Issuers of index-linked structured products rely on the index providers' publicly available documents, such as methodologies, for material disclosures about the underlying index. Under some license agreements, the index provider requires that the issuer submit any offering documents or marketing materials to the index provider for pre-review. What if those methodologies don't disclose a key provision, and the index provider doesn't tell the issuer about that provision? In the current case, the negligent omission was found by the Securities and Exchange Commission ("SEC") to constitute a violation of Section 17(a)(3) of the Securities Act of 1933, which prohibits engaging in any transaction, practice or course of business which operates or would operate as a fraud or deceit upon the purchaser.

In a recent SEC Cease and Desist Order ("the Order"), the index in question was a volatility index measuring the return from a rolling long position for certain VIX futures contracts (the "Index").13 One of the structured products linked to the Index was the Credit Suisse AG VelocityShares Daily Inverse VIX Short Term ETN linked to the S&P 500 VIX Short-Term Futures Index due December 4, 2030 (the "ETN").

On February 5, 2018, there was extreme volatility in the VIX futures contracts market. However, at certain times between 4:00 p.m. and 5:08 p.m. EST, the published Index level remained static. The reason was an undisclosed Index feature called "Auto Hold," which was not described in any publicly available methodology, and unknown to the ETN's issuer.

The Auto Hold feature comes into effect if the Index level breaches a certain threshold. The result is that the prior Index level continues to be reported until the actual current Index level comes back to a level under the threshold, or personnel at the Index provider ("Index Provider") manually override the Auto Hold. When Auto Hold is in effect, the result is that the published Index level is static, or flat, while the actual Index level is quite different.

The ETN had a discretionary issuer acceleration provision triggered when the ETN's intraday indicative value, which was inversely based on the Index level, was equal to or less than 20% of the prior trading day's closing indicative value. Due to the Auto Hold feature, on February 5, 2018, when the Index was undergoing extreme volatility, at the end of the trading day, starting around 4:13 p.m. and continuing to about 4:45 p.m., the published intraday indicative value was unchanged at 24.8933. But, when the closing indicative intraday value was published, based on the actual Index level, it was 4.2217. The issuer accelerated the ETN the next day.

In the Order, it was explained that the Index Provider had a set of procedures governing the Auto Hold feature, which were not publicly disclosed. When the Index is subject to Auto Hold, no indication of such is publicized. On February 5, 2018, according to the Order, the Index Provider was somewhat short staffed, and the manager tasked with managing the Index was instructed to prioritize end-of-day validations of many indices over real-time Index monitoring (including overriding the Auto Hold feature of the Index). In response to questions from the ETN's issuer about the Index level after the close of market on February 5, 2018, the Index Provider, for the first time, told the issuer about the Auto Hold feature and how it affected the Index.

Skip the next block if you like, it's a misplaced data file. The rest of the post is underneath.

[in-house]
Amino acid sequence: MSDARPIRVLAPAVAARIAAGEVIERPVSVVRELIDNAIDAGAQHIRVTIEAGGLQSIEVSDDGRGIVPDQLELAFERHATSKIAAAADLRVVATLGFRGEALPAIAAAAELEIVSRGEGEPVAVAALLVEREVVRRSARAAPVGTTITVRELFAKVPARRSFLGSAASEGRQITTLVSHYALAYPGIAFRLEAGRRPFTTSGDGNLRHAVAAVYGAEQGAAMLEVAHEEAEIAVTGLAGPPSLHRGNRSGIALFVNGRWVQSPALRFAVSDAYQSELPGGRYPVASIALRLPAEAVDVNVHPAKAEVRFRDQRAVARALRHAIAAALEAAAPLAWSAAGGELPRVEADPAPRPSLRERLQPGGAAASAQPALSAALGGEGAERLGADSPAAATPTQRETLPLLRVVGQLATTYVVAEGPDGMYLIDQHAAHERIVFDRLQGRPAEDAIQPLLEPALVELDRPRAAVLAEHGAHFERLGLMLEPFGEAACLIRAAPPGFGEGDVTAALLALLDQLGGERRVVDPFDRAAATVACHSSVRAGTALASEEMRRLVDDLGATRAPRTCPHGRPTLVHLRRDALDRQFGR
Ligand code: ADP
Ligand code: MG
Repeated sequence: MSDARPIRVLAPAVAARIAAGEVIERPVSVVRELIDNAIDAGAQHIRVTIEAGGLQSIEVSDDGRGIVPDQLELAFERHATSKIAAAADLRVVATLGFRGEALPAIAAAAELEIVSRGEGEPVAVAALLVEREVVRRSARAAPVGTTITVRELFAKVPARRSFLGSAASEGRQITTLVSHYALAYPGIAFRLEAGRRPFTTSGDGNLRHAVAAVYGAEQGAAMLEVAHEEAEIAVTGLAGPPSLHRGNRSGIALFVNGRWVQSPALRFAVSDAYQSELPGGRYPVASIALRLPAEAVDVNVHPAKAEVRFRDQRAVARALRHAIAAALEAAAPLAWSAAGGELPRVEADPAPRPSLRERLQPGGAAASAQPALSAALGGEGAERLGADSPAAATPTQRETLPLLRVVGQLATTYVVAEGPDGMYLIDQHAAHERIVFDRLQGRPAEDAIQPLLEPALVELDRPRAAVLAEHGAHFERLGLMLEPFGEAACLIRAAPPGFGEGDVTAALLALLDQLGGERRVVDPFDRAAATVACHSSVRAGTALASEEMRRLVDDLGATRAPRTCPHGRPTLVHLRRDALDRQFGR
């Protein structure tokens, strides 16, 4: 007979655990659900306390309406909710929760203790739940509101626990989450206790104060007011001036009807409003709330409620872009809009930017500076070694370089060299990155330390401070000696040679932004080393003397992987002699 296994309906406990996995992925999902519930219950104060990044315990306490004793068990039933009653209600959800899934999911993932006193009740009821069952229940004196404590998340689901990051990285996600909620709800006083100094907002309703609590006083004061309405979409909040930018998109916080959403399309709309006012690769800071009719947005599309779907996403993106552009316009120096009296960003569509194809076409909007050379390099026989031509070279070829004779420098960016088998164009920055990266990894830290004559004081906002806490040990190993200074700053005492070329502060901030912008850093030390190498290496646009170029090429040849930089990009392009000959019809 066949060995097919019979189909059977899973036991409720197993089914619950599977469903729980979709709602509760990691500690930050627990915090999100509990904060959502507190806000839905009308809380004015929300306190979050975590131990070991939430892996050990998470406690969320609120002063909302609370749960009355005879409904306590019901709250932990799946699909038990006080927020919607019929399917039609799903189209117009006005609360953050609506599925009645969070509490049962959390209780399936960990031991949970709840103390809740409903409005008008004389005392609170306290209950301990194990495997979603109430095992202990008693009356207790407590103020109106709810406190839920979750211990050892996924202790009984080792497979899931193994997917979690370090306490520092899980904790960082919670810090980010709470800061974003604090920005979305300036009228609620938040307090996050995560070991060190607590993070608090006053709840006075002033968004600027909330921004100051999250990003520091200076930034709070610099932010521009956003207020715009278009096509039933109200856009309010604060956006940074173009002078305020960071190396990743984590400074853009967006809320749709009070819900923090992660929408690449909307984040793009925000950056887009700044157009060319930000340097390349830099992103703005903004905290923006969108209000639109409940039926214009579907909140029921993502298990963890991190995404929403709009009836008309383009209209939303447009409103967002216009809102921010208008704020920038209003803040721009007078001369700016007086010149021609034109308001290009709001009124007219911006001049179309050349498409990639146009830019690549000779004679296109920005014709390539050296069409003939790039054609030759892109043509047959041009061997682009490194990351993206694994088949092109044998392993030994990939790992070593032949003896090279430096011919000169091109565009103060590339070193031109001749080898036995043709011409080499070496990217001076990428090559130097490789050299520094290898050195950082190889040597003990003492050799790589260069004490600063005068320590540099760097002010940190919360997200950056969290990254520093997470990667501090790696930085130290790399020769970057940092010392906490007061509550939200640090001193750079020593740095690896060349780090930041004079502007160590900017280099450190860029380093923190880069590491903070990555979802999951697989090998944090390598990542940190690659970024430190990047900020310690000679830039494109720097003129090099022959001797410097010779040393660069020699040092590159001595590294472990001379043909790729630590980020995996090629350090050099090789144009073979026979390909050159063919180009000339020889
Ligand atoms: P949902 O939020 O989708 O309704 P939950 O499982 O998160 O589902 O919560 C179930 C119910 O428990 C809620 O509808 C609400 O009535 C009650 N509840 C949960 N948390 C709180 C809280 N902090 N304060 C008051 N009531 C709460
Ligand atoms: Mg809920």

ETN holders did not know when the Index level was published at a static level that the ETN was actually worth less than its published intraday indicative value. ETN investors who purchased or held their ETNs during the time that Auto Hold was in effect did not know the ETN's true value and did not know that the ETN's indicative value was actually so low that the Issuer would accelerate the ETN at the actual lower indicative value.

Without admitting or denying the SEC's findings, the Index Provider agreed to the Order and to payment of a monetary penalty.

A Dissenting Voice

On the same day that the SEC issued the Order and related press release, SEC Commissioner Hester M. Pierce, in a Public Statement, questioned the SEC's rationale and disagreed on the applicability of Section 17(a)(3) to the Index Provider's actions.14

Commissioner Pierce's argument is, essentially, that the Index Provider's role vis-à-vis the ETN investors was too attenuated to satisfy the requirements of Section 17(a)(3). She states that the Index Provider did not engage in the offer or sale of a security, nor was it alleged that the Index Provider interacted with investors.

Perhaps the non-disclosure was a violation of its license agreement with the issuer. But the failure by the Index Provider not to inform the issuer of the Auto Hold feature in advance was not a violation of Section 17(a)(3). As she states:

The charges against [the Index Provider] suggest that any person who knows another party will use her product or service to build a security could be charged under Section 17(a)(3) for omissions or misstatements about that product or service. Securities laws are not meant to address every wrong. [The issuer] was obligated to its investors. [The Index Provider's] obligations ran to [the issuer].


13. The SEC Cease and Desist Order is available at:

14. Commissioner Pierce's Public Statement is available at: indices-051721

Originally published in REVERSEinquiries: Volume 4, Issue 3.
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